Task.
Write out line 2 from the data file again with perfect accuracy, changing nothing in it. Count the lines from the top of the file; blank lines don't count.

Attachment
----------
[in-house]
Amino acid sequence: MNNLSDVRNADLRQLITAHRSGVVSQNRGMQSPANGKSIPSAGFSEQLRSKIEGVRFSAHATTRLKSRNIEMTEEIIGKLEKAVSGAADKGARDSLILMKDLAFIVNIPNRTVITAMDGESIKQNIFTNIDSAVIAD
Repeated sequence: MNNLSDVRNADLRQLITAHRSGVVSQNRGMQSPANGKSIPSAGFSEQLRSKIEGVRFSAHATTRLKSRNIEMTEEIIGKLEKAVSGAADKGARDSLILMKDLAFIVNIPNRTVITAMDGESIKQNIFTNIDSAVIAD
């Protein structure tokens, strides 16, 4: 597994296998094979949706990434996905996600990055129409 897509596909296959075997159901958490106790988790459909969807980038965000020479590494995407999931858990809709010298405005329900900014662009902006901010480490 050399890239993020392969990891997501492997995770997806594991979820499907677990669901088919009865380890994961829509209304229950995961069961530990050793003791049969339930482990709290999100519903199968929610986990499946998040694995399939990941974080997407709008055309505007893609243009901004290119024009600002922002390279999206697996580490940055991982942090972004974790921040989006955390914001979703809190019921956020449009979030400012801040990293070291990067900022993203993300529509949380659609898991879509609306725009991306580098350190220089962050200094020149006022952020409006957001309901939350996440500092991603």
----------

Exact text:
Amino acid sequence: MNNLSDVRNADLRQLITAHRSGVVSQNRGMQSPANGKSIPSAGFSEQLRSKIEGVRFSAHATTRLKSRNIEMTEEIIGKLEKAVSGAADKGARDSLILMKDLAFIVNIPNRTVITAMDGESIKQNIFTNIDSAVIAD